What All Codes Should Do: Overview of Best Practices in HPC Software Development
a tutorial presented at
Exascale Computing Project Annual Meeting
on Tuesday 6 February 2018
Presenters: Anshu Dubey (Argonne National Laboratory), Michael A. Heroux (Sandia National Laboratories), and Jared O'Neal (Argonne National Laboratory)
This page provides detailed information specific to the tutorial event above. Expect updates to this page up to, and perhaps shortly after, the date of the tutorial. Pages for other tutorial events can be accessed from the main page of this site.
- Presentation Slides (FigShare)
On this Page
The accuracy and reliability of results produced by the scientific software depends not only on the individual components behaving correctly, but also on the validity of their interactions.
Therefore, a rigorous software process is a critical requirement for scientific productivity using such software.
However, most science teams struggle to find a good solution for themselves, partly due to lack of training and partly due to lack of resources within the team.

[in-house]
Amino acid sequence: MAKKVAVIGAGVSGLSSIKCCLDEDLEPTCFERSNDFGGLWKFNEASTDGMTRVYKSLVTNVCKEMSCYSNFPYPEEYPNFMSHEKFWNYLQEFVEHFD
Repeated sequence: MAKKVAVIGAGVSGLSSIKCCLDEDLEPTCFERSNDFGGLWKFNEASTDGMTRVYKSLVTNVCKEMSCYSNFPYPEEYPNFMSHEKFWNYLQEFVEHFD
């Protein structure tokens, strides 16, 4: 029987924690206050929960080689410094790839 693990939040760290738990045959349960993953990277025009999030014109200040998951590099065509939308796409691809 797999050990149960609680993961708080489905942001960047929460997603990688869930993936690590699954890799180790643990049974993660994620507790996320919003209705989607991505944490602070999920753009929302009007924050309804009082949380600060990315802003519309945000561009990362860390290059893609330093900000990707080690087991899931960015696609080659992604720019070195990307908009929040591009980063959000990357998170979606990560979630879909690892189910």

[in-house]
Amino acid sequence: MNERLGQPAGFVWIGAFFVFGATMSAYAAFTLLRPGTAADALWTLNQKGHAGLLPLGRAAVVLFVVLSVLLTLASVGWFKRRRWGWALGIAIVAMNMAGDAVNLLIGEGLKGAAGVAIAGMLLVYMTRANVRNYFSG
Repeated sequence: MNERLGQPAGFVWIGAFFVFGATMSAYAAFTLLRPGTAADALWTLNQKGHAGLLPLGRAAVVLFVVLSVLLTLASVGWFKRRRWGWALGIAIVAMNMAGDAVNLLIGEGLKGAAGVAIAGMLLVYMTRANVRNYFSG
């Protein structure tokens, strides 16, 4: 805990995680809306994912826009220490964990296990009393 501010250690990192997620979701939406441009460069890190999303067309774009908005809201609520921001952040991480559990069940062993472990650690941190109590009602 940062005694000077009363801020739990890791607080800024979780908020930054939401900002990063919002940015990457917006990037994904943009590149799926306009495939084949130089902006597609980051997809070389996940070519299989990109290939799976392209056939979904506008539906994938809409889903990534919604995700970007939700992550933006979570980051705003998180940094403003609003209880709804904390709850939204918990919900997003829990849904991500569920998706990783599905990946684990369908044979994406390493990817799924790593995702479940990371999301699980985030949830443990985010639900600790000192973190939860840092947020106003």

This tutorial leverages the combined expertise of various IDEAS project members to provide a methodology for devising a software process that meets the needs of individual projects
The latest version of the slides will always be available at https://doi.org/10.6084/m9.figshare.21799772.
Note that these files may include additional slides that will not be discussed during the tutorial, but questions are welcome.
The requested citation the overall tutorial is:
Anshu Dubey, Michael A. Heroux, and Jared O’Neal, What All Codes Should Do: Overview of Best Practices in HPC Software Development tutorial, in Exascale Computing Project Annual Meeting, Knoxville, Tennessee, 2018. DOI: 10.6084/m9.figshare.21799772.
Individual modules may be cited as Speaker, Module Title, in What All Codes Should Do: Overview of Best Practices in HPC Software Development tutorial…
This tutorial is produced by the IDEAS Productivity project.
This work was supported by the U.S. Department of Energy Office of Science, Office of Advanced Scientific Computing Research (ASCR), and by the Exascale Computing Project (17-SC-20-SC), a collaborative effort of the U.S. Department of Energy Office of Science and the National Nuclear Security Administration.